For many affected families, First Nations leaders and advocacy groups, the long-awaited National Inquiry into Missing and Murdered Indigenous Women and Girls (MMIW) has been a disappointment.
“We had great hopes when the inquiry was announced but lately it seems to have lost its focus,” said Lake Babine Nation Chief Wilf Adam.
“There needs to be a strong look at where this inquiry is going; they need to listen to the families and how all of this is affecting them,” he added. “There’s too much politics in this whole issue, and not the people affected in mind.”
Following the resignations of the MMIW’s executive director and a commissioner, the Native Women’s Association of Canada (NWAC) is calling for a restructuring of the inquiry.
“The departure of a commissioner, immediately following the resignation of the executive director, is a clear indication that there are unresolved structural issues occurring at the highest levels,” said NWAC interim president Francyne Joe. “This process has lost its focus on those who are impacted by the loss of loved ones and on honouring the lives of Indigenous women.”
Last week the Coalition on Missing and Murdered Indigenous Women and Girls in B.C. – comprised of family members, survivors and more than 40 entities – wrote an open letter to prime minister Justin Trudeau also saying that many people have been frustrated by the process.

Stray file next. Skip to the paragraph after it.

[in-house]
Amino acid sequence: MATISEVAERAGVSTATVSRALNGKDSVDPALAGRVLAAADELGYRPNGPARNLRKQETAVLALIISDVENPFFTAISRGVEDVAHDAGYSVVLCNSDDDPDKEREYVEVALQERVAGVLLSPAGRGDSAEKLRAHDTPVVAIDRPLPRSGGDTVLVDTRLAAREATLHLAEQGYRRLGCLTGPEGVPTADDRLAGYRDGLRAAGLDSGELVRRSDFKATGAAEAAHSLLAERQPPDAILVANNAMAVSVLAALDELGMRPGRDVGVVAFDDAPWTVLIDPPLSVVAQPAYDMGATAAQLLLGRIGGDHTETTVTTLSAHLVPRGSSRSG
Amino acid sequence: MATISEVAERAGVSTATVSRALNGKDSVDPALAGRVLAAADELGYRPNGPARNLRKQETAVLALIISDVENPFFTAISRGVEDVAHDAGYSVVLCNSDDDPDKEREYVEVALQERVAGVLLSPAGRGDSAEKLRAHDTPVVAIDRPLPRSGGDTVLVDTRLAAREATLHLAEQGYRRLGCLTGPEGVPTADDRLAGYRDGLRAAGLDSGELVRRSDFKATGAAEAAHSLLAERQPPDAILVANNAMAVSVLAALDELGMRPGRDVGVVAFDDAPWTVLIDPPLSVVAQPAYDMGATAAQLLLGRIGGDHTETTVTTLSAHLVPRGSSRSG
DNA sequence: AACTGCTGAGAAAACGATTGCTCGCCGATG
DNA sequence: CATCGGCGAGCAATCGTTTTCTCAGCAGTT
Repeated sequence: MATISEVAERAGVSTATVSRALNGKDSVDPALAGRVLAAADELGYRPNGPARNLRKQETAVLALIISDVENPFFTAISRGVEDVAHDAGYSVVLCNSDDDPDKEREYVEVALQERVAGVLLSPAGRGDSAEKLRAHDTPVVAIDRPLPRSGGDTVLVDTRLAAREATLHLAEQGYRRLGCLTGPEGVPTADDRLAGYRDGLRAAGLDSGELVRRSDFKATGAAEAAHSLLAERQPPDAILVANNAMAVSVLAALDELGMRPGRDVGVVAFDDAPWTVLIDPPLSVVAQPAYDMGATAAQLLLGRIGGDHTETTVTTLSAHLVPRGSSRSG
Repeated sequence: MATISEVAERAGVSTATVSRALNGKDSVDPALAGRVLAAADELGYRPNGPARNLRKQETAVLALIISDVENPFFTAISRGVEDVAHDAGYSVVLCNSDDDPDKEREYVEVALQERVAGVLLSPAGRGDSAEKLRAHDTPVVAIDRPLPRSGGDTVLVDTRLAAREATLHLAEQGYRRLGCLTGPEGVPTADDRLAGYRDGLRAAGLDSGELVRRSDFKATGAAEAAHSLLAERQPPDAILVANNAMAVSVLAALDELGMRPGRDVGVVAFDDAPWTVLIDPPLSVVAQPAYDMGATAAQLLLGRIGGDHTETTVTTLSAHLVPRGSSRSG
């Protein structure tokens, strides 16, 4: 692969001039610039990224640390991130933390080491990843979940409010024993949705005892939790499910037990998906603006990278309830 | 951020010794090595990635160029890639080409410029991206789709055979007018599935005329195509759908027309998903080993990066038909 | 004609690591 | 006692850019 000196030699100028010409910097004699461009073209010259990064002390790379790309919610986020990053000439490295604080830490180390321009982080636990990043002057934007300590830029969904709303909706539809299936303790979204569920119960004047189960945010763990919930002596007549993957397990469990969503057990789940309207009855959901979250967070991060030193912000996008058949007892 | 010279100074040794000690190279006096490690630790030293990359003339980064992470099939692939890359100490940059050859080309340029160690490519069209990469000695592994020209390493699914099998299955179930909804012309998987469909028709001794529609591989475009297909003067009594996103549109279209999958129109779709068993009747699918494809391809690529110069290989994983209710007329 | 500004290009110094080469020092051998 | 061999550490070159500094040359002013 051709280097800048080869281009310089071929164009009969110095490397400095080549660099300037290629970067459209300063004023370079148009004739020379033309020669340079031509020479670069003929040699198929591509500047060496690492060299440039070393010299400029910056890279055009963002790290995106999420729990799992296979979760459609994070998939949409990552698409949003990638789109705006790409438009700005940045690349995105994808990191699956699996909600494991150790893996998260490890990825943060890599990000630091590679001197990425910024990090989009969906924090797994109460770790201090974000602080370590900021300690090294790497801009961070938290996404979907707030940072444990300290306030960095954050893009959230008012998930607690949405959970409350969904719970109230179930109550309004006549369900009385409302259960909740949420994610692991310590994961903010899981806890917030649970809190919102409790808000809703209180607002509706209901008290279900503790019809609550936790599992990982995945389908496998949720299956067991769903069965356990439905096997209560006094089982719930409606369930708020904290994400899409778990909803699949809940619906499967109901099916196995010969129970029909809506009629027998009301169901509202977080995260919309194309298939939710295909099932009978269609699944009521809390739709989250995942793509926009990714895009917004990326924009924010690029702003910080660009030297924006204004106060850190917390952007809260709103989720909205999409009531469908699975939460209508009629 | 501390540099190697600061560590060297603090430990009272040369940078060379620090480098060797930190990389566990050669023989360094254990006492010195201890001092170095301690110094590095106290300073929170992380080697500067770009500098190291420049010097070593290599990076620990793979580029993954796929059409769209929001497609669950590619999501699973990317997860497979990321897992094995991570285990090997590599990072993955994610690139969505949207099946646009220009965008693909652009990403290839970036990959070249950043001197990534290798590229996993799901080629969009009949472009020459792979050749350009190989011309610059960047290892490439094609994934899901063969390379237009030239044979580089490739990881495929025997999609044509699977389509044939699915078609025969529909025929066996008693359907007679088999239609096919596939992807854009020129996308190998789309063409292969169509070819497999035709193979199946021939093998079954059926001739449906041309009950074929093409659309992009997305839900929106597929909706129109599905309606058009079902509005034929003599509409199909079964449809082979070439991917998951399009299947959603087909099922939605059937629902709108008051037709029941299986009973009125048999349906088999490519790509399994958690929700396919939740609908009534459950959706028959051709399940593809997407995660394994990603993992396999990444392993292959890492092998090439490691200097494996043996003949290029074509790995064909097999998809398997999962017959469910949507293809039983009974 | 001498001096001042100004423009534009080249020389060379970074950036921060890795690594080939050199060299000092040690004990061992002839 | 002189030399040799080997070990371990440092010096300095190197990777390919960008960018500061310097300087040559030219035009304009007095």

“Multiple people have left significant positions within the national inquiry; this disturbing trend should be cause for significant alarm for this government,” reads the letter.
However, the coalition says it’s not too late to ensure that the national inquiry is a success as long as the federal government takes “meaningful action.”
“The coalition has heard loud and clear that one of the biggest fears and concerns from families and survivors about reaching out to the national inquiry is that they do not know what the process will look like. The coalition has consistently highlighted the need for ongoing consultation and transparency with impacted people and groups throughout the national inquiry process in order to optimize participation.”
The coalition also points out that there’s no explicit provision to examine the role policing has had in causing or contributing to the violence against aboriginal women and girls.
“The RCMP and other police departments, such as the Vancouver Police Department, have an extremely damaged relationship with Indigenous communities, and ignoring this reality is deeply problematic,” says the letter.
Inquiry commissioners will hold nine community hearings across Canada this fall, its second round of hearings, starting Sept. 10 in Thunder Bay, Ontario, and ending early December in Rankin Inlet, Nunavut. The MMIW inquiry is scheduled to hold hearings in Prince George in September.
Commissioners will also travel to Winnipeg, Saskatoon, Halifax, Edmonton, Yellowknife, and Maliotenam, Quebec.